First- and second- year undergrads often think that proof by induction* is extremely hard, even if they can actually do it without thinking. More than once I’ve had conversations with a student along these lines:
MJH- So what’s the problem?
Undergrad – I can see that this result is true but I don’t know how to prove it.
MJH – OK, why is true?
UG – Well it’s trivial if n=1, and [something simple] means that shows we have when n=2 and [the same simple thing] means we can get n=3 and keep repeating up to any number.
MJH – Exactly. That’s why it’s true.
UG – So how do I write that out?
MJH – Well it’s a basic induction. Write it out like all the examples of induction.
UG – INDUCTION!? I don’t know how to do proof by induction. It’s hard!
MJH- ARGH! You just did!!!one
So anyway, maths undergrads reading this, you can do induction. Well done. Good. Let’s do induction on strings of the word “buffalo”.
The single best title of any article on Wikipedia is Buffalo buffalo Buffalo buffalo buffalo buffalo Buffalo buffalo
. The notable thing about this string of “buffalo” is that it can be parsed as a sentence. This fact was first noted by the computational linguist William Rapaport of (naturally) the University of Buffalo. We use the facts that:
“buffalo” is a plural noun (1 buffalo, 2 buffalo,…);
“to buffalo” is a (somewhat rare) verb meaning “to bully”;
“Buffalo” is a city in the American state of New York and in English we may use city names as adjectives (e.g. “the London mayor is a laughing stock”).
This lets us parse the sentence as follows (this is taken form Wikipedia).
[Those] (Buffalo buffalo) [whom] (Buffalo buffalo buffalo) buffalo (Buffalo buffalo).
THE buffalo FROM Buffalo WHO ARE buffaloed BY buffalo FROM Buffalo ALSO buffalo THE buffalo FROM Buffalo.
. OK, but what does that have to do with proof by induction? Well we claim that, for each natural number n, we can repeat the word “buffalo” n times and then (give or take capitalisation) parse it as a sentence**.
The easiest way is to use induction to show that the odd cases (i.e. when there is k with n=2k+1) we can parse the sentence without needing the city meaning of “Buffalo”.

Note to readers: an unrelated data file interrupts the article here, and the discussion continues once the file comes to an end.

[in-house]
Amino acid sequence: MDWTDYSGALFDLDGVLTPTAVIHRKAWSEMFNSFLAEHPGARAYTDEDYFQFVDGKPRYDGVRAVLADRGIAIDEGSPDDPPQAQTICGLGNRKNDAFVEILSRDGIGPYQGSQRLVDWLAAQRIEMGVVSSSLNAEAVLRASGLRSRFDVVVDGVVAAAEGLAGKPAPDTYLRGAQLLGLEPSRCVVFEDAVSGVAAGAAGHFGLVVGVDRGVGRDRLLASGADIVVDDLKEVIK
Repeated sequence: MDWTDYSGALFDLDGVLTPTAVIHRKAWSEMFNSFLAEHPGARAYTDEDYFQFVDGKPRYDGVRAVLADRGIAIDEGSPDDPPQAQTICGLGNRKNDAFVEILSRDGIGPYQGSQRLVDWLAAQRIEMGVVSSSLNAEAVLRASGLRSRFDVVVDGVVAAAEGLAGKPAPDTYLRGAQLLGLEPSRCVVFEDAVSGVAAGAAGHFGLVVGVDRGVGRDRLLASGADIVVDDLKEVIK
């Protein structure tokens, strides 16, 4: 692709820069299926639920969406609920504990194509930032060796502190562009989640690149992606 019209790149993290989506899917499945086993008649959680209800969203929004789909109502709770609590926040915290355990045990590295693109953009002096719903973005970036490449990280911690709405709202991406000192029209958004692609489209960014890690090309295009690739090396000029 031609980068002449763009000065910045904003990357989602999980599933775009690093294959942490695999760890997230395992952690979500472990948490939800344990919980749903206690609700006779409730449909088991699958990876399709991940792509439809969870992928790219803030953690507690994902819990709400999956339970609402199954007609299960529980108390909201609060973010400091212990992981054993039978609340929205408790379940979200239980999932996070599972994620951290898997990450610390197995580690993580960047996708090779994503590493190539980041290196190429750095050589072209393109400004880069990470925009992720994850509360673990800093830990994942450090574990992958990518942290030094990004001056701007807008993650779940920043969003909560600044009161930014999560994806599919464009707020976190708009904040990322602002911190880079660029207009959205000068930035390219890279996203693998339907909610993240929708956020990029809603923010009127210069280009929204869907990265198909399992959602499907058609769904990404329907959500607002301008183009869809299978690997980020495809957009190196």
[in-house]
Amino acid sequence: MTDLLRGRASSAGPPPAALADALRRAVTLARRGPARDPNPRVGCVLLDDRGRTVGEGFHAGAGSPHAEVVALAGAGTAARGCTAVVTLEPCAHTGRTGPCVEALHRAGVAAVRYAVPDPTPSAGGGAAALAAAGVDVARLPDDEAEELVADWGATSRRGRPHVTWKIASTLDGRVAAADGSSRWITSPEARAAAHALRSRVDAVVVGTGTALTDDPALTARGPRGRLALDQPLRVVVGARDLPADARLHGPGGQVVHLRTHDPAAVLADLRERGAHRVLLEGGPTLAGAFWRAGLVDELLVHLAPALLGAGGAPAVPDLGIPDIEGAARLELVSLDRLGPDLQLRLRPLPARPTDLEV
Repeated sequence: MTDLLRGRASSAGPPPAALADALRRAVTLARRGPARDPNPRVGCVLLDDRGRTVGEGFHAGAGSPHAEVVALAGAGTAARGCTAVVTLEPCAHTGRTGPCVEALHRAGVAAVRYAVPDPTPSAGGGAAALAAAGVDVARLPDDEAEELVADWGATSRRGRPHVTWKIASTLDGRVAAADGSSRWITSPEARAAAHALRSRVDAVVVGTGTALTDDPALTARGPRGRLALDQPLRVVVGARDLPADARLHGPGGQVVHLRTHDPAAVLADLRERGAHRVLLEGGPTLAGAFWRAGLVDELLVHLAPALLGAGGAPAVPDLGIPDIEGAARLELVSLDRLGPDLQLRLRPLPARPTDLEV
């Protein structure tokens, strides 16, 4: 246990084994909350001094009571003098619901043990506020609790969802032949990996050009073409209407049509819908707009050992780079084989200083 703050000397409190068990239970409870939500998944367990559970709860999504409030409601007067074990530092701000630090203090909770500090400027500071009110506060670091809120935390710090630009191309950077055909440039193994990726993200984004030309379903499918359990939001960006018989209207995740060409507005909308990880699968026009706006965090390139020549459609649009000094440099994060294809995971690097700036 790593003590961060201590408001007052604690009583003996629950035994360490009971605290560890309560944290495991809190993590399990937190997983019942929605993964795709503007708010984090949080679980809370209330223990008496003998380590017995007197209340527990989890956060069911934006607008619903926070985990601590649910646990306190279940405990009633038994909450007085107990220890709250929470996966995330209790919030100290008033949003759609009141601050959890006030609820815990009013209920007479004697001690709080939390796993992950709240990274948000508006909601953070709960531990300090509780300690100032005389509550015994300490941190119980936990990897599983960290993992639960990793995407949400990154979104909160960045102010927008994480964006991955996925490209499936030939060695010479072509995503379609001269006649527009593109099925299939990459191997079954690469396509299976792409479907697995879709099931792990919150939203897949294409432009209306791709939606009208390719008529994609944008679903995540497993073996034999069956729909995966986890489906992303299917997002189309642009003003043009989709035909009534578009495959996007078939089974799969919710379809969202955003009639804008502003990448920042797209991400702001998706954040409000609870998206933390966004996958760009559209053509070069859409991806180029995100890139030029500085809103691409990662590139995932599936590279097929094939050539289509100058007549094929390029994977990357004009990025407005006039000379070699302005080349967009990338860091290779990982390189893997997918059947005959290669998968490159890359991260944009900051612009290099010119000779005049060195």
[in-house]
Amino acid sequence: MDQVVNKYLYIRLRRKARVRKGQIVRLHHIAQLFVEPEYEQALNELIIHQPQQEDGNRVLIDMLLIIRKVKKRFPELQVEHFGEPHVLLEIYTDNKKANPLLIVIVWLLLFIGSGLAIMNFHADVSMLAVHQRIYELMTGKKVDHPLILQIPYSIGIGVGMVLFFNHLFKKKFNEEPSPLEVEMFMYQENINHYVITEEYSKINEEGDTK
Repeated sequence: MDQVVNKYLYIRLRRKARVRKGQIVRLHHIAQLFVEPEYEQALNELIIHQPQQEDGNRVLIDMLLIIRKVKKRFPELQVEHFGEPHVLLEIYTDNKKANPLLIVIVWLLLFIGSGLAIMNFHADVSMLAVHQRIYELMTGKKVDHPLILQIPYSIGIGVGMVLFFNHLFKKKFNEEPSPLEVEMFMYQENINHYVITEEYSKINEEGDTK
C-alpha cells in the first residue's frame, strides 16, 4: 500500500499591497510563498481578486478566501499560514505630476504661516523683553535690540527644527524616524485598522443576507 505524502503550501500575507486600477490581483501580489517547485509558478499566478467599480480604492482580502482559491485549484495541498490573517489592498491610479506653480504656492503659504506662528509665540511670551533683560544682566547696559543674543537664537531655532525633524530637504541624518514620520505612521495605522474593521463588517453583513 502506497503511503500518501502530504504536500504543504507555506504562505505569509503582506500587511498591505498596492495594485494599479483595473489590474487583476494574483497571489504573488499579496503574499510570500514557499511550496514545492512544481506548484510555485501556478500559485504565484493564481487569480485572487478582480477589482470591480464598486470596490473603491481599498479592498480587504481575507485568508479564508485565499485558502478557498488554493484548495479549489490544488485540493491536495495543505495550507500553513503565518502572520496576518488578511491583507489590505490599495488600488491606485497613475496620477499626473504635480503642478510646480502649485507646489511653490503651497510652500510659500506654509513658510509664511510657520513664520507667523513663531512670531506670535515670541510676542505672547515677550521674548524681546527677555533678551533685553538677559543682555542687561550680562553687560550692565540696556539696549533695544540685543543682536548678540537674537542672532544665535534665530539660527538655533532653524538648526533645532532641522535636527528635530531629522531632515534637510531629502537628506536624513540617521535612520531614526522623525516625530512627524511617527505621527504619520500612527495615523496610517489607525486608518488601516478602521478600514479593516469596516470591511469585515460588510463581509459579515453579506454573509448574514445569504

We have to treat n=1 as a special case, so lets take n=3 as our base case. We have the sentence,
Buffalo buffalo buffalo.
Bison bully bison.
Now we can add two “buffalo” by stating that the first buffalo themselves get buffaloed. That is
Buffalo buffalo buffalo buffalo buffalo.
Buffalo [whom] buffalo buffalo [also] buffalo buffalo.
We can continue from there by pushing our first buffalo further still down the pecking order.
Buffalo [whom] (buffalo [whom] buffalo [also] buffalo) buffalo [also] buffalo buffalo.
Now we see what our induction ought to be. At each stage we have a sentence about a complex hierarchy of ungulate aggression,
Buffalo [whom] (buffalo [whom] (buffalo [whom](buffalo[whom].. … (buffalo [whom] buffalo [also] buffalo) … [also] buffalo)[also] buffalo)[also] buffalo)[also] buffalo buffalo.
We can obtain a sentence two “buffalo” longer, and of the same form, by adding that the buffalo at the top of current description are buffaloed in turn by still more dominant buffalo; that is by replacing the noun “buffalo” in the middle of the many nested brackets (the one with “[whom]” before it and “[also]” after it) with the noun phrase “buffalo [whom] buffalo [also] buffalo” By induction all odd length sequences of “buffalo” are sentences.
Finally we can add in a “Buffalo” (geographical adjective) to get the even length case. Note this isn’t actually how it is done in Rapaport’s original sentence where all buffalo are Buffalo buffalo.
It’s left as an exercise for the reader to write a maths post based on exploding whale
*Non-mathematicians should note the difference between mathematical induction and inductive reasoning. In maths speak induction is deductive.
**You may wish to argue as to whether that “Buffalo!” (an exclamation or order) is a sentence, in which case I say “meh” to your pettifogging pettifoggery.